A quick‐reference guide to reforms that state and federal policymakers must enact to make health care better, more affordable, more secure, and more universal.
Health care in the United States is not a free market. In many ways, U.S. residents are less free to make their own health decisions than residents of other nations. Government controls a larger share of health spending in the United States than in Canada, the United Kingdom, and most other advanced nations. State and federal governments subsidize low‐quality medical care and penalize high‐quality care. They block innovations that would otherwise reduce medical prices. Congress even funds veterans benefits in a way that increases the likelihood of war.
Fortunately, there are corners of the U.S. health sector where market forces have had room to breathe. In those areas, markets have made health care better, more affordable, and more secure. They have made health care more universal-both in the United States and in nations that supposedly already had universal health care. Sometimes, market forces develop such innovations despite government policies that exist explicitly to block them.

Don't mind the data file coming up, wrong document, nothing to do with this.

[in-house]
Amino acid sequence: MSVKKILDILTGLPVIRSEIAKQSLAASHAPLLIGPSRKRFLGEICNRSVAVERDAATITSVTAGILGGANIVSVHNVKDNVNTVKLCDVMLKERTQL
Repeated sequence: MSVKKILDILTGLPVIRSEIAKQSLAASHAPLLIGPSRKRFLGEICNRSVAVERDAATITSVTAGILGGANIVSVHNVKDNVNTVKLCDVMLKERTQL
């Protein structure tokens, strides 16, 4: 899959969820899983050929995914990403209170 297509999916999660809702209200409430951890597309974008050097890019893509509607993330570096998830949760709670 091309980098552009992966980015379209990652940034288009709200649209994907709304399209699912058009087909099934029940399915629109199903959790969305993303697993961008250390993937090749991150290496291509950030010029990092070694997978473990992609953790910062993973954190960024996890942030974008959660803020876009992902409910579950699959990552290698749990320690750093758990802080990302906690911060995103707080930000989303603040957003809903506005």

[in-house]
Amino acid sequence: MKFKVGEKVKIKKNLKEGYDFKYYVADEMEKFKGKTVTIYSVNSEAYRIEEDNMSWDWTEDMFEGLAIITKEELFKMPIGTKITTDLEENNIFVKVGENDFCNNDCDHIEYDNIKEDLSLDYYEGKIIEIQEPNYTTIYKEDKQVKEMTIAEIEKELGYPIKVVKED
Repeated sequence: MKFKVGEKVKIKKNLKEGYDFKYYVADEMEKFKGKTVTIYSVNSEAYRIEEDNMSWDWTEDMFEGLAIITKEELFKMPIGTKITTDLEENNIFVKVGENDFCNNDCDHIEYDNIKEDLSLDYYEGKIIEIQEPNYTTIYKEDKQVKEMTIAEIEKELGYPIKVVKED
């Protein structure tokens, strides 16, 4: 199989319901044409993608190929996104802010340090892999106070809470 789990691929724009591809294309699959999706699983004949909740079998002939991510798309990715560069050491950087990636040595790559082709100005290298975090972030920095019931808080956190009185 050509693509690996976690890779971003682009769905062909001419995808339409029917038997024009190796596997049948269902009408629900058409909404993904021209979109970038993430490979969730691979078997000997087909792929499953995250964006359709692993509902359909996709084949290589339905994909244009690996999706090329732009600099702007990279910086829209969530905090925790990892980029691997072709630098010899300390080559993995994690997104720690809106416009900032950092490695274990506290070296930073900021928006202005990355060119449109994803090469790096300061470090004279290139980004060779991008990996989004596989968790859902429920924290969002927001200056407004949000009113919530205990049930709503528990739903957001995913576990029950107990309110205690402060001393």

Those sorts of innovations should be exploding across the United States and the world, bringing affordable health care to low‐income patients and driving high‐cost and low‐quality providers and insurers out of business. But they aren't.
Recovery shows that making health care as universal as possible requires ending all barriers that government places in the way of better, more affordable, and more secure health care.